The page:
Justice & Social Justice Lessons for community leaders
Loddon Murray Community Leadership Program (LMCLP) participants toured the Macedon Ranges and Melbourne for four days in June to come face-to-face with the big social justice issues of our times and to learn directly from the people who tackle them every day. The themes of Justice and Social Justice shone a deep and confronting spotlight on human rights, homelessness, racism, homophobia, indigenous youth programs, gender equality, terrorism, and sentencing and conditions within the justice and youth justice systems.
“I had to dig deep and ask myself about my beliefs and opinions,” said Travis Price from Echuca. “I found myself realising I have come a long way in the past 5 months with the program, but I have a long way to go. I now realise I’m still ignorant to many issues as my understanding and knowledge of them has come from areas of influence that only make our communities divided.”
Participants also took a look at politics with a panel on ‘the humans behind politics’ on the way to Melbourne, at the Kerrie Hall near Hanging Rock where the group met Mary-Anne Thomas, member for Macedon Ranges; Jennifer Anderson, Mayor Macedon Ranges Shire Council; and Janet Pearce; Councillor Macedon Ranges Shire (and LMCLP graduate). “The trio were a shining example of women prepared and willing to take up the baton and fight for fair in local and state government. They were generous in using anecdotes from their own personal experience and offering advice for leaning in to leadership roles to make a difference, including saying yes to every opportunity. It was a joy to watch them collaborating and cooperating in such a respectful, honest and passionate way” said Dawn Bamforth from Tylden.
At Parliament House in Melbourne the group were hosted by both sides of politics and had the opportunity to meet with and hear from their local members and Ministerial representatives including Peter Walsh, MP, Deputy Leader of the Opposition, Maree Edwards, MP, Jacinta Allan MP and Jaala Pulford MP.
“Whether it was with politicians or those working in the front lines, the sessions that provided the most inspiration and enthusiasm for the group to act were those that used stories well,” said Charlotte Aves from Gisborne. “Often when discussing big issues like homelessness, mental illness, terrorism, racism, homophobia, justice and human rights we dehumanise, use statistics and forget that we are talking about people. By putting the people ahead of the issue, we can begin to shine a light on the aspects of our society that are currently in the darkness.”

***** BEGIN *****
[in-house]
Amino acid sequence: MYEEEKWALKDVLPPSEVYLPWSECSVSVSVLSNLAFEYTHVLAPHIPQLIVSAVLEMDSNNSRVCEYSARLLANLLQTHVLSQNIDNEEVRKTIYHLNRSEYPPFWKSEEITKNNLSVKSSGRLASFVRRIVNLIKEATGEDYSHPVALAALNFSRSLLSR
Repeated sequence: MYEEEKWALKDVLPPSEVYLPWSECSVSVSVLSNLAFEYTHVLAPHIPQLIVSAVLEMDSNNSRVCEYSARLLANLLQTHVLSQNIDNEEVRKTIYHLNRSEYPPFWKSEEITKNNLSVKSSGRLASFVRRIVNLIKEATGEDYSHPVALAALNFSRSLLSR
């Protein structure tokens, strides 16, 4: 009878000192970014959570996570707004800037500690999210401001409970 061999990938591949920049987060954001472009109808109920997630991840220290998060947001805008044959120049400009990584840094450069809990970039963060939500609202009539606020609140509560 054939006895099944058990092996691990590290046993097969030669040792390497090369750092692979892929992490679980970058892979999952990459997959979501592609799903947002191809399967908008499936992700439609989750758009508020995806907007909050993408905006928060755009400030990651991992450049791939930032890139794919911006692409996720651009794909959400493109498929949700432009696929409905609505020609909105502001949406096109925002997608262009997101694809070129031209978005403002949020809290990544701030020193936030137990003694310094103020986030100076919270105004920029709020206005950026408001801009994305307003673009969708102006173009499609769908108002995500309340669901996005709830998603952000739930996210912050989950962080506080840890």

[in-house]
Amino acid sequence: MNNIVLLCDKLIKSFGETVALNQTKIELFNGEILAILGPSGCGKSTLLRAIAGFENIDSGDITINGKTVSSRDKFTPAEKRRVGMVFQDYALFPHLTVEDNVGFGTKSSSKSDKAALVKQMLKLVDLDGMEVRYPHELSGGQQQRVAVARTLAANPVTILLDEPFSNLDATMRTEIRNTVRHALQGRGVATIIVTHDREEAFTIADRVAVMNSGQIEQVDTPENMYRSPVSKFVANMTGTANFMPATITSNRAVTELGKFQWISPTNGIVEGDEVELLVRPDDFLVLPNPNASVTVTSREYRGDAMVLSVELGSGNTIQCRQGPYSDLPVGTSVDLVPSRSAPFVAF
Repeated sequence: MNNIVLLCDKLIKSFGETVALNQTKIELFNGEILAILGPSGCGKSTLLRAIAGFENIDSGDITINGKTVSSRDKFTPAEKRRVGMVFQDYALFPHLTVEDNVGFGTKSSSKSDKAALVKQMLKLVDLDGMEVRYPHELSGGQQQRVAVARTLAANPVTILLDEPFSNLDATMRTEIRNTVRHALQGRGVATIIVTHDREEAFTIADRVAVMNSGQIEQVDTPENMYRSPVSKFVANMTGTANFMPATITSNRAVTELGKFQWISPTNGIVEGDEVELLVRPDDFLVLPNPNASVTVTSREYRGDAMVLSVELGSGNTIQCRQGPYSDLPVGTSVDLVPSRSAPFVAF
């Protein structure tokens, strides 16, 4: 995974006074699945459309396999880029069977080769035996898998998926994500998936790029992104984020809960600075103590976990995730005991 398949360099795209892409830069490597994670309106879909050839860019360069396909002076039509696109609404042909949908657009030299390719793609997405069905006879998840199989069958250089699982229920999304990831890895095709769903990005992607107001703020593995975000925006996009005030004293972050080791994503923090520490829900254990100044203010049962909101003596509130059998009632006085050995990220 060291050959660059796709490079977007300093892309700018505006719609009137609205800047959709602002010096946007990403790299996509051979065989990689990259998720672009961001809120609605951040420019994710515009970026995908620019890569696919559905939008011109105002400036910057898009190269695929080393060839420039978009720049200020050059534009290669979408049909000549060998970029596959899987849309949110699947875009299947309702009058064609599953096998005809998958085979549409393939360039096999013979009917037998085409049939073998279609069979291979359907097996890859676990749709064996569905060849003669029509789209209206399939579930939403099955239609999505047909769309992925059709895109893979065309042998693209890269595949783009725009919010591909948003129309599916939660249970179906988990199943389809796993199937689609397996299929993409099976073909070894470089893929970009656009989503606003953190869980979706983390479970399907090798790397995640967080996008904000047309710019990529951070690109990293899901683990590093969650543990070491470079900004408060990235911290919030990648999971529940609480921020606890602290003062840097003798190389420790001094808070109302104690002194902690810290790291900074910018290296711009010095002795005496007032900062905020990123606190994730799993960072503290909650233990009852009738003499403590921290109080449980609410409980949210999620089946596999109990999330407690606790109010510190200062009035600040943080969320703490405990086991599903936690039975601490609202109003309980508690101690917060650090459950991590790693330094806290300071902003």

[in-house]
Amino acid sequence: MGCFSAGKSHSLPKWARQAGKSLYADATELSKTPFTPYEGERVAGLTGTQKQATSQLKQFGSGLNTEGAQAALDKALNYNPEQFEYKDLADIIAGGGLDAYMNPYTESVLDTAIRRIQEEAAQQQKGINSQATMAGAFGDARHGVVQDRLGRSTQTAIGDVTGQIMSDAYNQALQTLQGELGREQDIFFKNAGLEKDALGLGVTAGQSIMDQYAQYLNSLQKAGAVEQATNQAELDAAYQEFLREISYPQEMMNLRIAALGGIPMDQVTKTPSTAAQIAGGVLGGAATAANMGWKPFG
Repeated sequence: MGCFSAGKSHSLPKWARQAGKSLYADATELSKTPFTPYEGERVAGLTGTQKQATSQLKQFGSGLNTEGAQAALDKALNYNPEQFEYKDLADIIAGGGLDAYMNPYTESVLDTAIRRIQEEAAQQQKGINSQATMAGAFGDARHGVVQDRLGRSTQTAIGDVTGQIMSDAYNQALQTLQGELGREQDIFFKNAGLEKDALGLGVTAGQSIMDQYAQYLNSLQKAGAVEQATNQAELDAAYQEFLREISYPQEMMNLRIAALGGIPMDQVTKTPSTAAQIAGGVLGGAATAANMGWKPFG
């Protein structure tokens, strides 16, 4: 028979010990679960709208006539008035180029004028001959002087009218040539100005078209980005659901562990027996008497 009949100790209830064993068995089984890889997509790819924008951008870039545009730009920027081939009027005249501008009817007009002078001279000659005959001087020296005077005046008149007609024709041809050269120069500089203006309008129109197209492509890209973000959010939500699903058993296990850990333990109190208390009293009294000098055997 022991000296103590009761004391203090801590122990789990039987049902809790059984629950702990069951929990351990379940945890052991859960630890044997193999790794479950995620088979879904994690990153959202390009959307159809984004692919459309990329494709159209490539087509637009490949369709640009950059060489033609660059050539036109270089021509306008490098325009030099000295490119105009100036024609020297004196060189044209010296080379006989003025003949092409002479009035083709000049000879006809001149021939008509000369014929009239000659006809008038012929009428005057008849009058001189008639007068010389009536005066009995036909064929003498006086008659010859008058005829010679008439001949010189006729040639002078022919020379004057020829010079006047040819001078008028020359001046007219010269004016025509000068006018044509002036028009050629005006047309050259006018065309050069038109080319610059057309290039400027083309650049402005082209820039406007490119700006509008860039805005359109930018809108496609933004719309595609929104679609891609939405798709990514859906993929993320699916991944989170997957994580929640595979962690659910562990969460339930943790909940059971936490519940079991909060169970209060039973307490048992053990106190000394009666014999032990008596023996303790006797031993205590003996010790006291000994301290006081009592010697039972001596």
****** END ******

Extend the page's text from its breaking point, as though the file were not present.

Participants also explored elements of our justice system through a hand’s on workshop at the Sentencing Advisory Council putting them in the shoes of a County Court Judge in a real case scenario and the different sentencing options and considerations. This was then put into context with a visit to the Malmsbury Youth Justice Precinct on the way home, with a tour and a briefing from new Manager Andrew Lourey on the challenges, opportunities and human story behind the youth justice system.
We were also privileged to be part of a fantastic workshop on ‘personal branding’ with the well known communications and PR expert Brett De Hoedt, and also spent some time at the Abbotsford Convent enjoying the inspiring story of Renew Newcastle from Marcus Westbury who is now embarking on a new project with the Collingwood Arts Precinct.
Participants were challenged, moved and inspired by the study tour, with Narelle Lyle from Bendigo noting: “I am an ordinary person. This Melbourne trip reminded me that many ordinary people achieve extraordinary things – and I can be one of them!” Moustafa Al-Rawi from Bendigo agreed, noting that “Having opinion on a subject is not enough, I need to own it and do something about it.”
Written by 2017 Participants